Indian Tech World Rating
- Design 8
- Performance 8
- Value For Money 8.5
- Feature 8.9
The Poco X2 ticks all the boxes in the spec-sheet, but ultimately fails to deliver a hassle-free experience because of the rampant, unsolicited ads in the software.
POCO X2 DETAILED REVIEW
If you have checked Tech Twitter even once in the past few months, a burning question amidst everyone’s mind was where the hell is the Poco F2? Was Poco done after launching one of the cheapest flagship smartphones? Turns out, the answer is no. We still don’t know where the Poco F2 is, but we do have a certain Poco X2 to talk about.
Like we said, this isn’t a successor to the Poco F1, and as a result, doesn’t have a flagship chipset. Is that a compromise? That depends upon your expectations. Powering the phone is the Qualcomm Snapdragon 730G, a gaming-centric 7-series SoC that’s been paired with up to 8GB LPDDR4X RAM and 256GB UFS 2.1 storage. Good enough hardware, but isn’t that exactly what the Realme X2 also offers? Not that we’re complaining (the Poco X2 is more affordable than the Realme X2 starting from Rs 15,999), but it does beg for a comparison. Interestingly, only the CPU benchmarks were allowed to run while GPU testing apps like 3DMark and GFXBench were locked down. So our benchmark analysis will be incomplete.
With the limited number of benchmarks apps that were unlocked, it looks like the Poco X2 offers the best CPU performance in this segment, but only by a small margin. The Realme X2 and the Redmi Note 8 Pro are not very far behind, and it’s likely due to optimisations in place that the Poco X2 manages to post a higher score. Then again, the company decided to lock down the GPU benchmarks which doesn’t instill much confidence in a device that’s pegged to be great at gaming. Without those numbers, it’s difficult to state where the Poco X2’s GPU performance stands in this segment.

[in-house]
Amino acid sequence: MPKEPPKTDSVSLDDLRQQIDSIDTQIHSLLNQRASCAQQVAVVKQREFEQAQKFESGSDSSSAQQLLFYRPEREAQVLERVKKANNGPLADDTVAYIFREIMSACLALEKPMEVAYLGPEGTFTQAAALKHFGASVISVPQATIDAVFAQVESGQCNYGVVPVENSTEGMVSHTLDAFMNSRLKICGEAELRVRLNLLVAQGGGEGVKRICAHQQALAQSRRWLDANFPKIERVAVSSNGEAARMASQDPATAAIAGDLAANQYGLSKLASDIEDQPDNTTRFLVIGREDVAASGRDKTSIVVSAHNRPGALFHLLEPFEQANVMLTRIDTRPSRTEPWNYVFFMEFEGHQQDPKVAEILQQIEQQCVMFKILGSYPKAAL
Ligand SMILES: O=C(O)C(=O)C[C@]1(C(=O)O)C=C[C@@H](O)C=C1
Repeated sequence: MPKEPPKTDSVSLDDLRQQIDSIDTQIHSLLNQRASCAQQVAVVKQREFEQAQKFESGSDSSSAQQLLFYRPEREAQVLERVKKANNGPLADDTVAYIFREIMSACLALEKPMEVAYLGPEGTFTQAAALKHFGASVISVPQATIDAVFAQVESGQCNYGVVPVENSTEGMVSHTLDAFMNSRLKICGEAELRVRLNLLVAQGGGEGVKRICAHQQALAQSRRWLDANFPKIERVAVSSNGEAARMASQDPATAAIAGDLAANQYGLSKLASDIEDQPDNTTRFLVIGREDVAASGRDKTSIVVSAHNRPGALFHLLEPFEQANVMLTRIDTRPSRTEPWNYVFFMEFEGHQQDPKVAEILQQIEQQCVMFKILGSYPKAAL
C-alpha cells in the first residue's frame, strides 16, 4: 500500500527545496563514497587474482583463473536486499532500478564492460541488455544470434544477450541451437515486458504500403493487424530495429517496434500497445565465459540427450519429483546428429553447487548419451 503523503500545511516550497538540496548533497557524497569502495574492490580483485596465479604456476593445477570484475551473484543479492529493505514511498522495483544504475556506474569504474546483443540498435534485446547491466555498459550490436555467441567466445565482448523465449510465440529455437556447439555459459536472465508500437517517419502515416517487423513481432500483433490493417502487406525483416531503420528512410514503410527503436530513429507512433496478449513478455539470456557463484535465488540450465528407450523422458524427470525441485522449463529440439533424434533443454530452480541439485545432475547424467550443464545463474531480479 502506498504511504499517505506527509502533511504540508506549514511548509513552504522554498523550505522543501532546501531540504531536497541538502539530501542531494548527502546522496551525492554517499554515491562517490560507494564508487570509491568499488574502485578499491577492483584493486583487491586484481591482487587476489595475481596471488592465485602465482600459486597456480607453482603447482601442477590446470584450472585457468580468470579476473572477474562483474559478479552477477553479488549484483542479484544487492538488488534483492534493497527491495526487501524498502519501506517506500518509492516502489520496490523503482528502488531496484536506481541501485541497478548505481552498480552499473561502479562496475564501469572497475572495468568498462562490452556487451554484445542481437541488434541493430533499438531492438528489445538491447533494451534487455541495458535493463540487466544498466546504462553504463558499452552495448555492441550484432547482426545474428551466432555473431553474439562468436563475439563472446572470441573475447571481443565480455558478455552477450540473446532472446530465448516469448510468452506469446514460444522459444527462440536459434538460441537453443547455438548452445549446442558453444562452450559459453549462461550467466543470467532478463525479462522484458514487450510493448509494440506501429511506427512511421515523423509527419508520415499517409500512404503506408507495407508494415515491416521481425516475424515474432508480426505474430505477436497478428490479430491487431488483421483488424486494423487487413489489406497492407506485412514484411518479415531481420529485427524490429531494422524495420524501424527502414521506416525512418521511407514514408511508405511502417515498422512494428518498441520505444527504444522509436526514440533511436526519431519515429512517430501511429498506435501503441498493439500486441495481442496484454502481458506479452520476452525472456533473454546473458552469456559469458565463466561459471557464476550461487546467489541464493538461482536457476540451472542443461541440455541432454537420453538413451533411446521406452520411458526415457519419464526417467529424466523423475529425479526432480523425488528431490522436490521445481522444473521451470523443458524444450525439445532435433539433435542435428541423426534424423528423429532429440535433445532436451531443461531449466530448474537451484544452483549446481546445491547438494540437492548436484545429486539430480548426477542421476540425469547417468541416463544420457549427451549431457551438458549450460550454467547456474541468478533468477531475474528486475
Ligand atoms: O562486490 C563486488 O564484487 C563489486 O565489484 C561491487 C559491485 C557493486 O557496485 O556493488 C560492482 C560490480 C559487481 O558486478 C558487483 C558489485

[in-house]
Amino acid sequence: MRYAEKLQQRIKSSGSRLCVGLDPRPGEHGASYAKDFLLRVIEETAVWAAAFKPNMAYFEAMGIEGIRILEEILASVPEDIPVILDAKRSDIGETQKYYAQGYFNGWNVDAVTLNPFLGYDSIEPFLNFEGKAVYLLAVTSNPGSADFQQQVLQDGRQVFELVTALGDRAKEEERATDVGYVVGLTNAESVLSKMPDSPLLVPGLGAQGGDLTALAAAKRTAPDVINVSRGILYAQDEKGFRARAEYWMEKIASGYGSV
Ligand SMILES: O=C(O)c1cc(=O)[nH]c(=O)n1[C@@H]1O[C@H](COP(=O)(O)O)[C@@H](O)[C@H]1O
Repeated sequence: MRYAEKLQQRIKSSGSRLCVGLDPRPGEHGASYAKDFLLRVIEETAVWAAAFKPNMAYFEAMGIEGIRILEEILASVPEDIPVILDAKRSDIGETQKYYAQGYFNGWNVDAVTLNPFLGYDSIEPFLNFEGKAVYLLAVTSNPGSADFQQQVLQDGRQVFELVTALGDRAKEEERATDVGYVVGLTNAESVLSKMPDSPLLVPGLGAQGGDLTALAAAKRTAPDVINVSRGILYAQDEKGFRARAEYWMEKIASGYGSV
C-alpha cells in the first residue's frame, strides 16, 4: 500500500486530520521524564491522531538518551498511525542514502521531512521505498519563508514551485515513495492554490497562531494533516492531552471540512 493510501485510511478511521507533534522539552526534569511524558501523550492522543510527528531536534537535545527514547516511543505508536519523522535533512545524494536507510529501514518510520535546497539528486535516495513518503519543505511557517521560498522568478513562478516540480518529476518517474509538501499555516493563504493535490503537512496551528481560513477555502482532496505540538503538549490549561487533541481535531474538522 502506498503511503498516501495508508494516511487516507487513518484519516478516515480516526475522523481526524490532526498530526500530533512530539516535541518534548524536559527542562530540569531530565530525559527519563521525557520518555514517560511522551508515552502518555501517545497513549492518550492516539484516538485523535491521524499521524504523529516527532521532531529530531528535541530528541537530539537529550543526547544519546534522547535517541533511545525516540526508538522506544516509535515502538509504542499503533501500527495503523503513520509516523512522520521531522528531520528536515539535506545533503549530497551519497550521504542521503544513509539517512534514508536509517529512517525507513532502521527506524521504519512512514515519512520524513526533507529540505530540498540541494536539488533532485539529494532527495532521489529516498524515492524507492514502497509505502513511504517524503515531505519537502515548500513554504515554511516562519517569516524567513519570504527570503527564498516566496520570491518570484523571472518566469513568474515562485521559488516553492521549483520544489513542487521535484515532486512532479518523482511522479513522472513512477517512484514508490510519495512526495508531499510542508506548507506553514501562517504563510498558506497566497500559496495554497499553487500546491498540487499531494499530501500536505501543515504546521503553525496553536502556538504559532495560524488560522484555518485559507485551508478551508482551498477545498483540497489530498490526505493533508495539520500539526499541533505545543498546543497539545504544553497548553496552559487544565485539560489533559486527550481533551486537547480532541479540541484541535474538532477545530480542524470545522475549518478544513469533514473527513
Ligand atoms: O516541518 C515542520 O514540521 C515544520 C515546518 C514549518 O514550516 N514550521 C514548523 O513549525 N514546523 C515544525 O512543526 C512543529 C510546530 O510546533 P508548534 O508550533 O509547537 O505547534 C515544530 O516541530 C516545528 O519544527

Gaming on the Poco X2 should have been far more superior than other smartphones in this segment, but that doesn’t seem to be the case. It supports all games other phones in this segment does, and at a similar graphics level, but with the Snapdragon 730G in place, we expected higher frame rates and better stability numbers (as seen on the Realme X2), but the reality is far from it.
We played a host of games including the popular ones like PUBG Mobile and COD: Mobile as well as some of the games which Poco claimed will support the high-refresh rate display. Both COD: Mobile and PUBG Mobile failed to hit peak frame rates of even 60fps. PUBG Mobile went up to 30 FPS while COD: Mobile hit 56 FPS. However, while PUBG Mobile still ran at a high 90 percent stability, COD: Mobile’s stability was at an appalling 45 percent.
None of the games we played managed to go beyond 60 FPS, thereby rendering the 120Hz refresh rate display pointless when it comes to gaming. Poco did outline around 35 games that support 120 FPS in general, but we did not see that emulate in the Poco X2 yet. In a statement to Digit.in, Poco said app developers have to enable support for higher refresh rate displays. Yet, almost a month down the launch, no one seems to be interested in doing so.
Having said that, gaming on the phone does not really put all that much stress on the device. We did not notice the phone heating up uncomfortably or slowing down after prolonged period of gaming. Even the average CPU usage while gaming stayed around 11-12%, which makes it clear the Poco X2 is not making use of all that much resources that it’s advertising, while gaming.